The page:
Cycling the Shimanami Kaido – the Most Famous Bike Path in Japan
A spectacular bicycle infrastructure connecting Shikoku & Honshu A cycling path hopping from island to island across the inland sea of Japan
Here we are, on the Island of Shikoku, the smallest of the main islands that form the Japanese archipelago. We just cycled a few hundred kilometers here but what we saw made us think it could be worth staying a little more.
But there’s a temptation we hardly can resist and this temptation is called Shimanami Kaido. A cycling path hopping from one island to the other across the Japanese inland sea, the Seto “Ocean”. A spectacular bike infrastructure that connects Shikoku with Honshu, the main island (where Tokyo and Kyoto are, to make it clear).
An imposing structure of suspension bridges inaugurated in 1999, the ramps built up very exclusively for bicycles, make sure you never have exaggerated slopes to get on and off.
A real “bicycle tour for everybody” dream, indeed we see all sorts of folks, from full-geared-racing-dudes-and-ladies to way-beyond-the-retirement-age small flocks keeping pace with pre-school kids. Along the way, there are many places where you can rent bikes and just leave it to the next station.
Cycling the most famous bike path in Japan
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Shimanami Kaido is one of the most famous cycling paths in the world, its impressive series of bridges, specially dedicated to bicycles, makes it one of the most impressive bike infrastructures in Japan and in the whole globe. But is it worth it?
The path is about 70km long, beginning (or ending, depending upon your direction), in Imabari (Shikoku) 40km north of Matsuyama, and reaching Honshu in Onomichi, 85km west of Okayama and about the same distance east of Hiroshima.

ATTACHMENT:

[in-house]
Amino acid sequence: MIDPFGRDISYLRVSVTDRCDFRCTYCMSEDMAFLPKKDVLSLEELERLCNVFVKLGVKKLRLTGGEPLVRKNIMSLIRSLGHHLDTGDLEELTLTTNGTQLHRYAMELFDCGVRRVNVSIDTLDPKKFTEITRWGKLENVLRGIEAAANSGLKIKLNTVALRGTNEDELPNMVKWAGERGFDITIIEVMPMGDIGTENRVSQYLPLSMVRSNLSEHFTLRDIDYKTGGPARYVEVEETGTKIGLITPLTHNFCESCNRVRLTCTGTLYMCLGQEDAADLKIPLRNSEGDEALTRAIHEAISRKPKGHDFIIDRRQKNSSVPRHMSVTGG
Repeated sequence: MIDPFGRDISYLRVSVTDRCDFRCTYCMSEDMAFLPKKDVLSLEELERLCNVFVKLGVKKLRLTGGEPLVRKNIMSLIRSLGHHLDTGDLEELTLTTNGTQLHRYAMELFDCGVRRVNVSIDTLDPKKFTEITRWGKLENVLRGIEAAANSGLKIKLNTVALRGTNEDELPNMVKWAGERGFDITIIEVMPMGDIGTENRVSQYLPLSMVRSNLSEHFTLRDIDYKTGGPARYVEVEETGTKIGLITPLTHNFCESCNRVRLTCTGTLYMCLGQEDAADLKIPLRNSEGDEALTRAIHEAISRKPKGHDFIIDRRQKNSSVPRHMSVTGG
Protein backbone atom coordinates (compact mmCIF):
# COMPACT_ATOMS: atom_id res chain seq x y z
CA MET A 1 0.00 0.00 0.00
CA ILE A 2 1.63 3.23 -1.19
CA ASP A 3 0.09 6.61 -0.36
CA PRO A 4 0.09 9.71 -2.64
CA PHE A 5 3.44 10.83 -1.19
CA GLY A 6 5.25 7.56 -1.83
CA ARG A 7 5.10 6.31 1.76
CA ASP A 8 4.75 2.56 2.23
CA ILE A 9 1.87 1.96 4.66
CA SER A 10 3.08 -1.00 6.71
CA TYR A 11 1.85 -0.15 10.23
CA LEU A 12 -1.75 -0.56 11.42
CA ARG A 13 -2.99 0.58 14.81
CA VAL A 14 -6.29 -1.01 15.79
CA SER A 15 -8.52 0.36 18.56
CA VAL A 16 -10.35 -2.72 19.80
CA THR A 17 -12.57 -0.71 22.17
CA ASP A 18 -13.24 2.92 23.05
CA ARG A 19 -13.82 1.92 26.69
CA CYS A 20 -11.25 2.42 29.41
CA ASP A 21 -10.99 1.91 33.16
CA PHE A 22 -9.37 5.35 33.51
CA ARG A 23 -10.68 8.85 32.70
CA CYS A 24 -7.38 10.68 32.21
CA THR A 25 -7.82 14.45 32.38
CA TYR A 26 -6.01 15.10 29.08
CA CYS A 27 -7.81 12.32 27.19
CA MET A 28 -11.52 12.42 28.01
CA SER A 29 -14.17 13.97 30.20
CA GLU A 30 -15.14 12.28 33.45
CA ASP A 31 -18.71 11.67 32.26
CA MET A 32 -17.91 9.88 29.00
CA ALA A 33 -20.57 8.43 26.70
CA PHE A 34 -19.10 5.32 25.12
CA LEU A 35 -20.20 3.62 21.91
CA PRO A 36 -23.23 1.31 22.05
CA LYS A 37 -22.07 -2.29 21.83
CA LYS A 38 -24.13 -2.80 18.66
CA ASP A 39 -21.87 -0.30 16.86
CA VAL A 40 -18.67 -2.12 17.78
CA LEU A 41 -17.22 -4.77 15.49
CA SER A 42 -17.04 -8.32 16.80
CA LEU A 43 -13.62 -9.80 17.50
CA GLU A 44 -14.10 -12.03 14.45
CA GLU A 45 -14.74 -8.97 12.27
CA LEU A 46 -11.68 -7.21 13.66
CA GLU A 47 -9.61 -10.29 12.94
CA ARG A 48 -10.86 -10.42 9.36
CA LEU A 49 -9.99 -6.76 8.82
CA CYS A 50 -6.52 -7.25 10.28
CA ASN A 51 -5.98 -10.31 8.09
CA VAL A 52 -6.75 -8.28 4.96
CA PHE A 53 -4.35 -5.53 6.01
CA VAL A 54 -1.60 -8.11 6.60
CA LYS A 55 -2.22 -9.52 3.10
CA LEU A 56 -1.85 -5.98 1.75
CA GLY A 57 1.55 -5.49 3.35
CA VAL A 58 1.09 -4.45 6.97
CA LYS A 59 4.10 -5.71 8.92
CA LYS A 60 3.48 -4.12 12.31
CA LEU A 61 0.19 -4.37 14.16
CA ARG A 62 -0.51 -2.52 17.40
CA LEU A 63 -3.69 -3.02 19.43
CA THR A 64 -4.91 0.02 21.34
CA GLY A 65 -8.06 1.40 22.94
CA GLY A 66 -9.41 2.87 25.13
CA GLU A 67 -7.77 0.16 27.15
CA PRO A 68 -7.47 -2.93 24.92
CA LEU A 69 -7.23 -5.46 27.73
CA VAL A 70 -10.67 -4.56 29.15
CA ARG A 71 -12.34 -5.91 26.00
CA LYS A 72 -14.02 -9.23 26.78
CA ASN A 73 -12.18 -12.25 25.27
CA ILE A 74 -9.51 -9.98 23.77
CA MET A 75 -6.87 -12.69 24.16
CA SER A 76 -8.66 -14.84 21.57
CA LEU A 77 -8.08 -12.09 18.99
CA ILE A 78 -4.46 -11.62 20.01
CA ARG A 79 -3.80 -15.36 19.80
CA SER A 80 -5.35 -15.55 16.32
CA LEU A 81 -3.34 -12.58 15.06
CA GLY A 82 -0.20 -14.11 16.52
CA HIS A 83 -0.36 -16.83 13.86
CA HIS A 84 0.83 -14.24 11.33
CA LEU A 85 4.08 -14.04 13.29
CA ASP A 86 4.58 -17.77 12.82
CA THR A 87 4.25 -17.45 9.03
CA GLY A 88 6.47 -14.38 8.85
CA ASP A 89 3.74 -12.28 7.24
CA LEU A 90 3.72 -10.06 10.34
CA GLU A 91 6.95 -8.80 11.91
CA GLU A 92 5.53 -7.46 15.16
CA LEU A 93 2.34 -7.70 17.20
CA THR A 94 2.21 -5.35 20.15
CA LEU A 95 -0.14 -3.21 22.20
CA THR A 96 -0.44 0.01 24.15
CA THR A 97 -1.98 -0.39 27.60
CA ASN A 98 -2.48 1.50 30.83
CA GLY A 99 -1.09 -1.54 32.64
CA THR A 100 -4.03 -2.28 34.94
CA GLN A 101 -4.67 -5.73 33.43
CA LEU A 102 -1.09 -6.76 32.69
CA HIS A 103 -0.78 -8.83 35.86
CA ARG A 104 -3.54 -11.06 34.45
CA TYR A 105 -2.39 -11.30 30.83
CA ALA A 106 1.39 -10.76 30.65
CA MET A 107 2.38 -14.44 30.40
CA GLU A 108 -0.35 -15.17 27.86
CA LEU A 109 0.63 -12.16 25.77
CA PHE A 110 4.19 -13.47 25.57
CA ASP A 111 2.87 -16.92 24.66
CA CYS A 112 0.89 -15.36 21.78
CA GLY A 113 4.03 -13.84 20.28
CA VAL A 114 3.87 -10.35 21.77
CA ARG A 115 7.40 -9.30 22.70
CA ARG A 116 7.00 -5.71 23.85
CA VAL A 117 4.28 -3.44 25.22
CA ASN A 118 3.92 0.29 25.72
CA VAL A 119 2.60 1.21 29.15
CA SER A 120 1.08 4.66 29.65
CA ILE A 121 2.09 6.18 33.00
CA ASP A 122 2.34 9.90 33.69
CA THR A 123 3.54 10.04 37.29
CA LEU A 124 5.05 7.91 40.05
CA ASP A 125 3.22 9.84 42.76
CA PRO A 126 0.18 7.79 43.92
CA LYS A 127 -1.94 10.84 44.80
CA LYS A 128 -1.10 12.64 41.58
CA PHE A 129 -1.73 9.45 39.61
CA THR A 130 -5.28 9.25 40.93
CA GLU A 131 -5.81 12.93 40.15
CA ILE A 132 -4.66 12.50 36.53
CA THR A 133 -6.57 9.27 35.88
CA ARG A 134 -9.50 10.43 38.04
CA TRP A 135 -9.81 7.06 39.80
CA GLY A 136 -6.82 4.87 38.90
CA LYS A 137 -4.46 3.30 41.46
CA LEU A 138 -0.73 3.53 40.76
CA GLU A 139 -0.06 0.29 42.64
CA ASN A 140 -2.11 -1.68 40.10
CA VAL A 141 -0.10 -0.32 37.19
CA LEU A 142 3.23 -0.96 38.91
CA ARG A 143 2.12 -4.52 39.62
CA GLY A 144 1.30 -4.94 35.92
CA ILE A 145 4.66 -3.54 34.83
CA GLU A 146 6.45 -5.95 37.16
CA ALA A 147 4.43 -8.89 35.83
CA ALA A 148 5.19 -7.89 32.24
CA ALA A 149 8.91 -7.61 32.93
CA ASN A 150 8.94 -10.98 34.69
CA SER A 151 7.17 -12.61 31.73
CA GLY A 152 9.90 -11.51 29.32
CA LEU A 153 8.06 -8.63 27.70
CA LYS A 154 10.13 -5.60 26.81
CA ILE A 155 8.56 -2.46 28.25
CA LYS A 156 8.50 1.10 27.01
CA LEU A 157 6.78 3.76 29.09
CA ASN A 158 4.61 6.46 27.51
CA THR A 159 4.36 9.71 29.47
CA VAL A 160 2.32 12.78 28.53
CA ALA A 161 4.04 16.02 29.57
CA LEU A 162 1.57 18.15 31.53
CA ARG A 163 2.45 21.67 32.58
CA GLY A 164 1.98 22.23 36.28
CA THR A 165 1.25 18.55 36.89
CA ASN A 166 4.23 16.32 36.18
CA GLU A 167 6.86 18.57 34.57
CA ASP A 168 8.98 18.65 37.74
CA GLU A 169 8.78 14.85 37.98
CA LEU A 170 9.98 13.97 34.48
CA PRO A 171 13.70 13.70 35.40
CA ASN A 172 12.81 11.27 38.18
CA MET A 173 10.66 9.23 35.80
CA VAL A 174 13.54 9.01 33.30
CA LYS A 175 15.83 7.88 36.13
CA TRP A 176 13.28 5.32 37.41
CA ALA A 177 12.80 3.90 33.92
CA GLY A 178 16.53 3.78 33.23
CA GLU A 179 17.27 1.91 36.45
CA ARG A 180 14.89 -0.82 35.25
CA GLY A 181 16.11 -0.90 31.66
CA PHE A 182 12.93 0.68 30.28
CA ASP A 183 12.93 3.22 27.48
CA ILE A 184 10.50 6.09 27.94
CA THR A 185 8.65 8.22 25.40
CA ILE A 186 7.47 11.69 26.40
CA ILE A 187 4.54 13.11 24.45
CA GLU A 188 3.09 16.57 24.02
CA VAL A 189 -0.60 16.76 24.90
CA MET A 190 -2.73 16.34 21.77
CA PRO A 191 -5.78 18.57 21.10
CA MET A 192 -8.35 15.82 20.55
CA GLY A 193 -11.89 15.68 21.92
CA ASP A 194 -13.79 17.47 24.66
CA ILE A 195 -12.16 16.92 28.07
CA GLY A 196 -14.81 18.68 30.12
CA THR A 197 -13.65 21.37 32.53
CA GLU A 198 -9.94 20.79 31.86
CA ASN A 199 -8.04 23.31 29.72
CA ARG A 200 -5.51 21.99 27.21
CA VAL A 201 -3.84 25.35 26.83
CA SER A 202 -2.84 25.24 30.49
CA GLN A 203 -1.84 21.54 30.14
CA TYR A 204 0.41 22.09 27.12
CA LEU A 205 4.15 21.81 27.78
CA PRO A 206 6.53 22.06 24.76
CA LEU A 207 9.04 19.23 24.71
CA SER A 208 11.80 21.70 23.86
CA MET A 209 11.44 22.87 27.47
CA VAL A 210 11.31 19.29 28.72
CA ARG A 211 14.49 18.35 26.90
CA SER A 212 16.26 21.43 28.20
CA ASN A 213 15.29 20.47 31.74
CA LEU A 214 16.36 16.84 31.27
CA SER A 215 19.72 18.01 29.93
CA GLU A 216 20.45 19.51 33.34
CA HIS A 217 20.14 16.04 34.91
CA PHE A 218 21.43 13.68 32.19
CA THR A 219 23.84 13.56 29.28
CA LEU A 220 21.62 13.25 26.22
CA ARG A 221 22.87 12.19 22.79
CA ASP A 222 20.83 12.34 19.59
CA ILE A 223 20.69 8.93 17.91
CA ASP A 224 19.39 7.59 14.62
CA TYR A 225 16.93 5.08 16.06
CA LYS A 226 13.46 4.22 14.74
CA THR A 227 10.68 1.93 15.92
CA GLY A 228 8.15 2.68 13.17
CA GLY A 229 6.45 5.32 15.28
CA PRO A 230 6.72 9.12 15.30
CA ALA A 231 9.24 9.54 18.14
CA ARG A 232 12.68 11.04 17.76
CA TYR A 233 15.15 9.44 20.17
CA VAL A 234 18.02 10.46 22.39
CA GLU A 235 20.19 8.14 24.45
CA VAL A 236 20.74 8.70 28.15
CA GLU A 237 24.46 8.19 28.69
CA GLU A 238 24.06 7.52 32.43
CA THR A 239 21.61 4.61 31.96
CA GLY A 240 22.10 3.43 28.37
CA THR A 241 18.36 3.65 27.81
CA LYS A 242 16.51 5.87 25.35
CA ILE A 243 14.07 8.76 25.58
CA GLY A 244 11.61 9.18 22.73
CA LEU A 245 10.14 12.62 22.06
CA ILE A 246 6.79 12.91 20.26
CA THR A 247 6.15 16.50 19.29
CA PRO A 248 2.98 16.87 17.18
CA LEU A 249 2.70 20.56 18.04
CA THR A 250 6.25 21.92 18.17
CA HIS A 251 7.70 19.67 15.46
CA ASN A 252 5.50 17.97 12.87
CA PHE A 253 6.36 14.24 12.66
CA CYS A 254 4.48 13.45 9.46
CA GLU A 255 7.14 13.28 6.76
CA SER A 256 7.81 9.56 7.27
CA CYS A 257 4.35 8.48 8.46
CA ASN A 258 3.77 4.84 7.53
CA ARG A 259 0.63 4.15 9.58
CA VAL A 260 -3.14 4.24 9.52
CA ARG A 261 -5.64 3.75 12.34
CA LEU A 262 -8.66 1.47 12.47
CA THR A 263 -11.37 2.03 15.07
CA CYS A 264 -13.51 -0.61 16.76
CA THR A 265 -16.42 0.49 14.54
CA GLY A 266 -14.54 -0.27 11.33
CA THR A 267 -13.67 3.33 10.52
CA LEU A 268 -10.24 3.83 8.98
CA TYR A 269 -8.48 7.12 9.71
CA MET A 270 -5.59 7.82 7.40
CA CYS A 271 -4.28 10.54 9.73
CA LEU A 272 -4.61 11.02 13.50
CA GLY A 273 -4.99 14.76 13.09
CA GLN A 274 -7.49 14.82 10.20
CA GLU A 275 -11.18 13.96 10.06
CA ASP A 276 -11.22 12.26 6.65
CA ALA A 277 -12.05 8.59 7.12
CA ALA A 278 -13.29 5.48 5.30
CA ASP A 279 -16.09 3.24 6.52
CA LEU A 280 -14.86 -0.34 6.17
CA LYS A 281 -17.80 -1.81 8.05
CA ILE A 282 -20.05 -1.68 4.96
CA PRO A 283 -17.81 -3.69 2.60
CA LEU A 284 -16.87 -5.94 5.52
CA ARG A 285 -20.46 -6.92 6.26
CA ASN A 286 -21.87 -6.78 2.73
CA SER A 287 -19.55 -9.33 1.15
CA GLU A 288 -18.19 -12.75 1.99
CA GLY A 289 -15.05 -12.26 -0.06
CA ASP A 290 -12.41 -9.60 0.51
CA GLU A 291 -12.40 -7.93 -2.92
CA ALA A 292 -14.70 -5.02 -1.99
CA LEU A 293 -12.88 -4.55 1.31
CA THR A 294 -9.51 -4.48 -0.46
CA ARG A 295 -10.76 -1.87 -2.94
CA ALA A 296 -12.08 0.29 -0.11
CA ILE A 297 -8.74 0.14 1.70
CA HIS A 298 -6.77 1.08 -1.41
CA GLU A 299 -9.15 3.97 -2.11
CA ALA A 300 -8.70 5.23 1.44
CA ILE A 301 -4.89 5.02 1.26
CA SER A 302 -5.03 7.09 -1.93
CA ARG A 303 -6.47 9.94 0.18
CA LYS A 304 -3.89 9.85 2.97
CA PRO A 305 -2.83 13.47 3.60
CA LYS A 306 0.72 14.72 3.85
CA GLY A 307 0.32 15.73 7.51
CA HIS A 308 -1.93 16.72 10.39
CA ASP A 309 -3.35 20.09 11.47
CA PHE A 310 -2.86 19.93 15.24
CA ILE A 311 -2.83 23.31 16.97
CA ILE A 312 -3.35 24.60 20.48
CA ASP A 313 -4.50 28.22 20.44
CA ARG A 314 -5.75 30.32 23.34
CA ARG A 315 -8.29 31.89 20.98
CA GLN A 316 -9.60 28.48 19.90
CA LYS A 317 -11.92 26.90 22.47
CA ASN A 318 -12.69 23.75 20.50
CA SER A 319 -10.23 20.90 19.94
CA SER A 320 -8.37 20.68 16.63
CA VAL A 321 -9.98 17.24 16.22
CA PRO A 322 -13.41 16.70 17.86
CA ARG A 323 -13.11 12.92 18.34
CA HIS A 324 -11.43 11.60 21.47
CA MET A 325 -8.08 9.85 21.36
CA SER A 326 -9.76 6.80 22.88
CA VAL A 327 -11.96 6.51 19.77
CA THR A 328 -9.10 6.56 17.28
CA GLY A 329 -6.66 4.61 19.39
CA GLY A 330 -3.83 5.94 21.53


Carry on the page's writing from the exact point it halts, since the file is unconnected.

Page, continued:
It crosses the six islands of Oshima, Hakatajima, Omishima, Ikuchijima, Innoshima, and Mukaishima. So, wow! A cycling path across a sea? How can we miss this? And here we go, bye-bye Shikoku!
The first bridge that we cross is spectacular, below us the sea is full of whirlpools. It’s a beautiful archipelago, hundreds of green islands. The part of the path within the islands is a bit disappointing though.
Perhaps to make it shorter, avoid uphills, and boost the local economy the road follows the flat area and there is not much to see, mainly villages with plenty of convenience stores (“combini” in Japanese).
Since we’re not in a rush we often decide to leave the fixed path and cycle along the coast, this happens to be a good choice, some beautiful golden sand beaches await the explorers!
And really there’s no need to rush, the islands are dotted with plenty of free campgrounds, some with barbecue spots, all with toilets.
We meet a Japanese touring cyclist who traveled almost everywhere in Japan and in many countries abroad as well, we give each other appointment at a nearby camping spot but we go to the wrong one, a pity, would have been great to exchange information with such an experienced traveler!
However we end up in a completely desert wooden campground overlooking the sea, there is a beach downstair and we enjoy watching the many boats, big and small, that stroll between the island under an astounding red sunset.